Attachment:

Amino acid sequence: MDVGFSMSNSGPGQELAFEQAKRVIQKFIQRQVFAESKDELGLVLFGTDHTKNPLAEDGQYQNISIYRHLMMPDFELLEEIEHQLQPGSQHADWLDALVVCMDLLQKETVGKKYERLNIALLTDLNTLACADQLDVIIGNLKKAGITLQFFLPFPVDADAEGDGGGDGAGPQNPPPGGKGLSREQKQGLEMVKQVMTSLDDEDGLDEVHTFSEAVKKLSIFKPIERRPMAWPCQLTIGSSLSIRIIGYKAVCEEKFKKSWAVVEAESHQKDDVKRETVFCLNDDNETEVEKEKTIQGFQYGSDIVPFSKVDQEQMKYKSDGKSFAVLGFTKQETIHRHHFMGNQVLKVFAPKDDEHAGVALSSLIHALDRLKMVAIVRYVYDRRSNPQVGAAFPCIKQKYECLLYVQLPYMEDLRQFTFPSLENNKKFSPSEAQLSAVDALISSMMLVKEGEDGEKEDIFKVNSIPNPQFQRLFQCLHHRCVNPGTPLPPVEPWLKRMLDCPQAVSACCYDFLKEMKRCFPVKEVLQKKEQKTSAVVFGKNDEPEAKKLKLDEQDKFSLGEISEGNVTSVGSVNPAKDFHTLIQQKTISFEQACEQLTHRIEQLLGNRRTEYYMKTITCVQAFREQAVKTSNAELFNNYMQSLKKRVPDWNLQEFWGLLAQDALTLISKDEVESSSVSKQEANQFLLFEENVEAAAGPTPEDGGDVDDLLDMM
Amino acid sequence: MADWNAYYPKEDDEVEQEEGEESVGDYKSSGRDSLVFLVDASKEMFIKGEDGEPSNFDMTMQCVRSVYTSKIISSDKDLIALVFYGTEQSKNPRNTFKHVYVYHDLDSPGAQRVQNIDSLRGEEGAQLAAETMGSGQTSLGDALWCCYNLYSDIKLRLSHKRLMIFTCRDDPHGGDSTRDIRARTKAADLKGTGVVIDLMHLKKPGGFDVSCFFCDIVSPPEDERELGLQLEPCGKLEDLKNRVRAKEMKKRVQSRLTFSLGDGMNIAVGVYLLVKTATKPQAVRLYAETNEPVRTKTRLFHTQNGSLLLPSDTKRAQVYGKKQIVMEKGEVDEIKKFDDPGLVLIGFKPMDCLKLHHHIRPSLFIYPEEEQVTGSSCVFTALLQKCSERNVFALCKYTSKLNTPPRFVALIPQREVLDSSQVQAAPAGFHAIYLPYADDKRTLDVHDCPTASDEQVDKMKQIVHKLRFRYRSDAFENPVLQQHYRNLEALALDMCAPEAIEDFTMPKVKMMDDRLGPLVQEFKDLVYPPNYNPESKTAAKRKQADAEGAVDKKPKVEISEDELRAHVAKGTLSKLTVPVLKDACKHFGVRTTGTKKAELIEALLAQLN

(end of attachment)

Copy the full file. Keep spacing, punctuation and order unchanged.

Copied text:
Amino acid sequence: MDVGFSMSNSGPGQELAFEQAKRVIQKFIQRQVFAESKDELGLVLFGTDHTKNPLAEDGQYQNISIYRHLMMPDFELLEEIEHQLQPGSQHADWLDALVVCMDLLQKETVGKKYERLNIALLTDLNTLACADQLDVIIGNLKKAGITLQFFLPFPVDADAEGDGGGDGAGPQNPPPGGKGLSREQKQGLEMVKQVMTSLDDEDGLDEVHTFSEAVKKLSIFKPIERRPMAWPCQLTIGSSLSIRIIGYKAVCEEKFKKSWAVVEAESHQKDDVKRETVFCLNDDNETEVEKEKTIQGFQYGSDIVPFSKVDQEQMKYKSDGKSFAVLGFTKQETIHRHHFMGNQVLKVFAPKDDEHAGVALSSLIHALDRLKMVAIVRYVYDRRSNPQVGAAFPCIKQKYECLLYVQLPYMEDLRQFTFPSLENNKKFSPSEAQLSAVDALISSMMLVKEGEDGEKEDIFKVNSIPNPQFQRLFQCLHHRCVNPGTPLPPVEPWLKRMLDCPQAVSACCYDFLKEMKRCFPVKEVLQKKEQKTSAVVFGKNDEPEAKKLKLDEQDKFSLGEISEGNVTSVGSVNPAKDFHTLIQQKTISFEQACEQLTHRIEQLLGNRRTEYYMKTITCVQAFREQAVKTSNAELFNNYMQSLKKRVPDWNLQEFWGLLAQDALTLISKDEVESSSVSKQEANQFLLFEENVEAAAGPTPEDGGDVDDLLDMM
Amino acid sequence: MADWNAYYPKEDDEVEQEEGEESVGDYKSSGRDSLVFLVDASKEMFIKGEDGEPSNFDMTMQCVRSVYTSKIISSDKDLIALVFYGTEQSKNPRNTFKHVYVYHDLDSPGAQRVQNIDSLRGEEGAQLAAETMGSGQTSLGDALWCCYNLYSDIKLRLSHKRLMIFTCRDDPHGGDSTRDIRARTKAADLKGTGVVIDLMHLKKPGGFDVSCFFCDIVSPPEDERELGLQLEPCGKLEDLKNRVRAKEMKKRVQSRLTFSLGDGMNIAVGVYLLVKTATKPQAVRLYAETNEPVRTKTRLFHTQNGSLLLPSDTKRAQVYGKKQIVMEKGEVDEIKKFDDPGLVLIGFKPMDCLKLHHHIRPSLFIYPEEEQVTGSSCVFTALLQKCSERNVFALCKYTSKLNTPPRFVALIPQREVLDSSQVQAAPAGFHAIYLPYADDKRTLDVHDCPTASDEQVDKMKQIVHKLRFRYRSDAFENPVLQQHYRNLEALALDMCAPEAIEDFTMPKVKMMDDRLGPLVQEFKDLVYPPNYNPESKTAAKRKQADAEGAVDKKPKVEISEDELRAHVAKGTLSKLTVPVLKDACKHFGVRTTGTKKAELIEALLAQLN